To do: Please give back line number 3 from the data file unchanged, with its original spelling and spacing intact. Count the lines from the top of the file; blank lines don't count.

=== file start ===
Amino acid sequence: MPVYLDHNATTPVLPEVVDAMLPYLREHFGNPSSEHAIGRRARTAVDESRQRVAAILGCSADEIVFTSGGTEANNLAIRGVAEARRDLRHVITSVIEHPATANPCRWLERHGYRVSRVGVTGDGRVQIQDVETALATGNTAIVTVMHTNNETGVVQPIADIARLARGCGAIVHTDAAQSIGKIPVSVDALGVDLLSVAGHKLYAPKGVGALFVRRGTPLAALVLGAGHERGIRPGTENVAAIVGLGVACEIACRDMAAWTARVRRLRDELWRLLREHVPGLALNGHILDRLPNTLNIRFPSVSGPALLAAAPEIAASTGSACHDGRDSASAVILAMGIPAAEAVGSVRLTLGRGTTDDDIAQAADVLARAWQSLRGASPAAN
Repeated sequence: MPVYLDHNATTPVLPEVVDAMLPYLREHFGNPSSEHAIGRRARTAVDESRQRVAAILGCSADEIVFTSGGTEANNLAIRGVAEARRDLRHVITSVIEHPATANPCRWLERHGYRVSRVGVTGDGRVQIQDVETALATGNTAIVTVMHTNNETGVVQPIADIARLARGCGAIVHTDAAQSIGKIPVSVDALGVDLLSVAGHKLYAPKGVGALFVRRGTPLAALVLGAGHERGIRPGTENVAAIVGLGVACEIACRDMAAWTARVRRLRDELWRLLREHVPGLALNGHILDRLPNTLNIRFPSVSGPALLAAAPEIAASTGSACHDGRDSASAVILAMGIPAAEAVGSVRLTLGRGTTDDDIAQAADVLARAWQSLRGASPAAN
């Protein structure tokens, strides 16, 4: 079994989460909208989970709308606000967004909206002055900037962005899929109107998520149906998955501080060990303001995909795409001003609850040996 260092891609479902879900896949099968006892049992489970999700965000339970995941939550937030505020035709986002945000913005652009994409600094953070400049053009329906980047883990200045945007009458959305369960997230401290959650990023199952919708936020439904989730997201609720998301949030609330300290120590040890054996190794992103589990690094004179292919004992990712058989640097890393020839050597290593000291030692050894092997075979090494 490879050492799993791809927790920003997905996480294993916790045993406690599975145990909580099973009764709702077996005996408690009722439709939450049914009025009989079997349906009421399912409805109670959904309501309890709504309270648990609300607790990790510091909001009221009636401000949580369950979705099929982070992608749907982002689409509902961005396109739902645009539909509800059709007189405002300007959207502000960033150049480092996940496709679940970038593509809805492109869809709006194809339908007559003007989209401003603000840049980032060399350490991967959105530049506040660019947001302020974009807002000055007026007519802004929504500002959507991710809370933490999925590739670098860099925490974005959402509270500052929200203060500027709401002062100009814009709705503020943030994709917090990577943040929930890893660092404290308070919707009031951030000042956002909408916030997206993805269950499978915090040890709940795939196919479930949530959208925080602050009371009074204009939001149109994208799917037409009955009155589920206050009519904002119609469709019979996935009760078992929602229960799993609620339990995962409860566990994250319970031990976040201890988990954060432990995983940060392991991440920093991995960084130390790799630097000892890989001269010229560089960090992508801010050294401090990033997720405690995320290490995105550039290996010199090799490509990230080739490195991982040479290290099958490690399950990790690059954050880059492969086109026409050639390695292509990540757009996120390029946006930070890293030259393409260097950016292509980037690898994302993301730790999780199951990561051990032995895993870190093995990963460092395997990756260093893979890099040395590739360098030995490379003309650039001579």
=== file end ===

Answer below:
């Protein structure tokens, strides 16, 4: 079994989460909208989970709308606000967004909206002055900037962005899929109107998520149906998955501080060990303001995909795409001003609850040996 260092891609479902879900896949099968006892049992489970999700965000339970995941939550937030505020035709986002945000913005652009994409600094953070400049053009329906980047883990200045945007009458959305369960997230401290959650990023199952919708936020439904989730997201609720998301949030609330300290120590040890054996190794992103589990690094004179292919004992990712058989640097890393020839050597290593000291030692050894092997075979090494 490879050492799993791809927790920003997905996480294993916790045993406690599975145990909580099973009764709702077996005996408690009722439709939450049914009025009989079997349906009421399912409805109670959904309501309890709504309270648990609300607790990790510091909001009221009636401000949580369950979705099929982070992608749907982002689409509902961005396109739902645009539909509800059709007189405002300007959207502000960033150049480092996940496709679940970038593509809805492109869809709006194809339908007559003007989209401003603000840049980032060399350490991967959105530049506040660019947001302020974009807002000055007026007519802004929504500002959507991710809370933490999925590739670098860099925490974005959402509270500052929200203060500027709401002062100009814009709705503020943030994709917090990577943040929930890893660092404290308070919707009031951030000042956002909408916030997206993805269950499978915090040890709940795939196919479930949530959208925080602050009371009074204009939001149109994208799917037409009955009155589920206050009519904002119609469709019979996935009760078992929602229960799993609620339990995962409860566990994250319970031990976040201890988990954060432990995983940060392991991440920093991995960084130390790799630097000892890989001269010229560089960090992508801010050294401090990033997720405690995320290490995105550039290996010199090799490509990230080739490195991982040479290290099958490690399950990790690059954050880059492969086109026409050639390695292509990540757009996120390029946006930070890293030259393409260097950016292509980037690898994302993301730790999780199951990561051990032995895993870190093995990963460092395997990756260093893979890099040395590739360098030995490379003309650039001579």